Correcting brightfield illumination artifacts



Hi All,

@Alex_H @haesleinhuepf @imagejan

I was wondering whether there is an ImageJ workflow already for correcting brightfield illumination?
I just tried an own attempt (median filter based) and I guess that would be OK but I also do not want to reinvent the wheel…

Input image

Gradient (Computed from downsampled and median-filtered)

Subtract gradient and then also divide by gradient


Good day,

are you sure the microscope was set-up correctly?




Hi Tischi,

there are a few documented methods.
From these, I found the FFT bandpass filter to work nice and fast, but the result using your image posted above is not necessarily of better quality compared to what you already have.


Good question :slight_smile:
It is low mag high throughput multi-well imaging, the gradient comes because of the well shape.


Thanks for the tip! The FFT is much faster than subtracting the median. This might be helpful!


What magnification?
If overall magnification is small, a normal Microscope may be sub-optimum and special illumination may be needed.

Without seeing the multi-well objects and the whole optic set-up it’s difficult to tell what’s wrong.




the BioVoxxel Pseudoflatfield correction with a radius around 10 also doesn´t look too bad and it´s super easy to use. There are some artifacts in the lower left corner which I guess are due to the jpeg format of the sample image.


If you’re only after a band pass, you could also try Plugins > Integral Image Filters > Normalize Local Contrast which is even faster than the FFT bandpass. Try various block-sizes with preview checked

The integral filters are explained here:

If you have many images from the same microscope under similar settings, you can estimate the flatfield with CIDRE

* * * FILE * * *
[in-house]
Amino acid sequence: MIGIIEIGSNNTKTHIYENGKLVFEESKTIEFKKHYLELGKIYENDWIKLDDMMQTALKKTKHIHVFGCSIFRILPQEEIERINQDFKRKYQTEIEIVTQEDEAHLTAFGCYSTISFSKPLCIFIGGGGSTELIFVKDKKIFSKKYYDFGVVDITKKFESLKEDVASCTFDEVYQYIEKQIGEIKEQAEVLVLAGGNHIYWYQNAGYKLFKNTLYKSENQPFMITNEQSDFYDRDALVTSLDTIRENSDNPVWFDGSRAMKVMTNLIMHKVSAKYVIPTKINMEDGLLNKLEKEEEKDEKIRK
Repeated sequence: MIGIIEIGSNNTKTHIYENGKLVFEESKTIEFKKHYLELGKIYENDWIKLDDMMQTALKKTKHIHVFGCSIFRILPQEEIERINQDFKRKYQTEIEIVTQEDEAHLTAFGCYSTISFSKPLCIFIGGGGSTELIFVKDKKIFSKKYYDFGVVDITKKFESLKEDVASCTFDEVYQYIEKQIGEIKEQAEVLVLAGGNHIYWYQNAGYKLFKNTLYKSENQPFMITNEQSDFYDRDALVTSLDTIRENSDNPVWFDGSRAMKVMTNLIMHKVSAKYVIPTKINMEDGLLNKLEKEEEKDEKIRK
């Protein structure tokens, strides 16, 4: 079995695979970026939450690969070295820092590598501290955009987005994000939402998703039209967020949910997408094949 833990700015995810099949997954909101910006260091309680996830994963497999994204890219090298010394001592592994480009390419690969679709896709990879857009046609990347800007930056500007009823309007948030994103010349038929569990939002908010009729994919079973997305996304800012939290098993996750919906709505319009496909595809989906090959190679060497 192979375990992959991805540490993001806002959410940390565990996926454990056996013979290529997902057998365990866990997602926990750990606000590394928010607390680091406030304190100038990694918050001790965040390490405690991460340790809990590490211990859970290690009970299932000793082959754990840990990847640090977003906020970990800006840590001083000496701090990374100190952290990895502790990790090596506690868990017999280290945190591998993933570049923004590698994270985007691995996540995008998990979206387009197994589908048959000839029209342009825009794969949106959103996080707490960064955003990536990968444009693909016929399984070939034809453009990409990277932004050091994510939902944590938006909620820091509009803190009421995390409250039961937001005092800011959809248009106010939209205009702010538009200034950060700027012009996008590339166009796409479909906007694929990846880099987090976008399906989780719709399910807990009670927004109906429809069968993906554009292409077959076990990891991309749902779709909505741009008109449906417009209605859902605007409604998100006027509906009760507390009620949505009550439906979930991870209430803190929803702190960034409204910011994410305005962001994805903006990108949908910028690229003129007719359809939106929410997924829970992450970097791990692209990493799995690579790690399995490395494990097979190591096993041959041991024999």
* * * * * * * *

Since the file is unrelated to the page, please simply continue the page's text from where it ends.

If you have more images than CDRE can digest or you’re interested in 3D flatfields (I gues you’re not ;)), you can use our not yet published scale up of the CIDRE approach


In fact, I do have more images. My naive approach was just to compute a median projection, thereby ideally removing the objects and only being left with the flat-field. This of course does not work very robustly if there are many objects in every image. Thus, thanks for pointing out CIDRE I will check it out!


@axtimwalde @igorpisarev @Kevin_Smith

CIDRE works really well! However I would need to write an other UI that enables batch-processing of many experiments and also accepts Tiff stacks as input. I guess it would make to use your new code as a starting point, rather than the original one?

Your new code (right?):

Original code:


As an alternative to CIDRE there is also BaSiC.
There is an update site available for it and you can find a bit of demo/documentation here.
If I remember correctly it does work on stacks and was quite fast.


Results look good, works on stacks and is macro recordable => one can easily batch it!
Very nice!


Just for the record (maybe other people will find this post interesting):